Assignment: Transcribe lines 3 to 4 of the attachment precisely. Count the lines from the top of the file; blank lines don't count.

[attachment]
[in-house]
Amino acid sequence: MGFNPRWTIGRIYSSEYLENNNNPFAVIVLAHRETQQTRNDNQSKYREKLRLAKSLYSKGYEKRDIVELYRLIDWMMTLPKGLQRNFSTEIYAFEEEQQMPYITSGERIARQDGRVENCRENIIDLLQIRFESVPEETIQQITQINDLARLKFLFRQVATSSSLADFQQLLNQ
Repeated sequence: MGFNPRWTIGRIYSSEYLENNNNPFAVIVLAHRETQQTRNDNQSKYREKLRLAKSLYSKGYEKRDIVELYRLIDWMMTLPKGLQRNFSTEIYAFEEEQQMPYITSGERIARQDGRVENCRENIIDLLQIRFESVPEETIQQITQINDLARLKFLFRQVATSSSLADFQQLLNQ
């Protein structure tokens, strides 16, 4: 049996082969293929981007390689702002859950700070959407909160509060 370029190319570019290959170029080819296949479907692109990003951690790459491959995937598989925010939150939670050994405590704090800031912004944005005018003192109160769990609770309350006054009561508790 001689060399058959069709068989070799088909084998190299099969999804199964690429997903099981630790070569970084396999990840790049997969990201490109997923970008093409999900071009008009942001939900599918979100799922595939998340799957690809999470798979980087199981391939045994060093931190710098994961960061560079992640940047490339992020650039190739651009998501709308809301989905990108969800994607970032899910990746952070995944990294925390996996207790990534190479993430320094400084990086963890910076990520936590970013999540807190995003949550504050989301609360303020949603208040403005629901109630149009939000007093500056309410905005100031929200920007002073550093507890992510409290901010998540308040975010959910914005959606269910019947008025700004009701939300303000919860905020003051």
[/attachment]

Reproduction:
Repeated sequence: MGFNPRWTIGRIYSSEYLENNNNPFAVIVLAHRETQQTRNDNQSKYREKLRLAKSLYSKGYEKRDIVELYRLIDWMMTLPKGLQRNFSTEIYAFEEEQQMPYITSGERIARQDGRVENCRENIIDLLQIRFESVPEETIQQITQINDLARLKFLFRQVATSSSLADFQQLLNQ
């Protein structure tokens, strides 16, 4: 049996082969293929981007390689702002859950700070959407909160509060 370029190319570019290959170029080819296949479907692109990003951690790459491959995937598989925010939150939670050994405590704090800031912004944005005018003192109160769990609770309350006054009561508790 001689060399058959069709068989070799088909084998190299099969999804199964690429997903099981630790070569970084396999990840790049997969990201490109997923970008093409999900071009008009942001939900599918979100799922595939998340799957690809999470798979980087199981391939045994060093931190710098994961960061560079992640940047490339992020650039190739651009998501709308809301989905990108969800994607970032899910990746952070995944990294925390996996207790990534190479993430320094400084990086963890910076990520936590970013999540807190995003949550504050989301609360303020949603208040403005629901109630149009939000007093500056309410905005100031929200920007002073550093507890992510409290901010998540308040975010959910914005959606269910019947008025700004009701939300303000919860905020003051």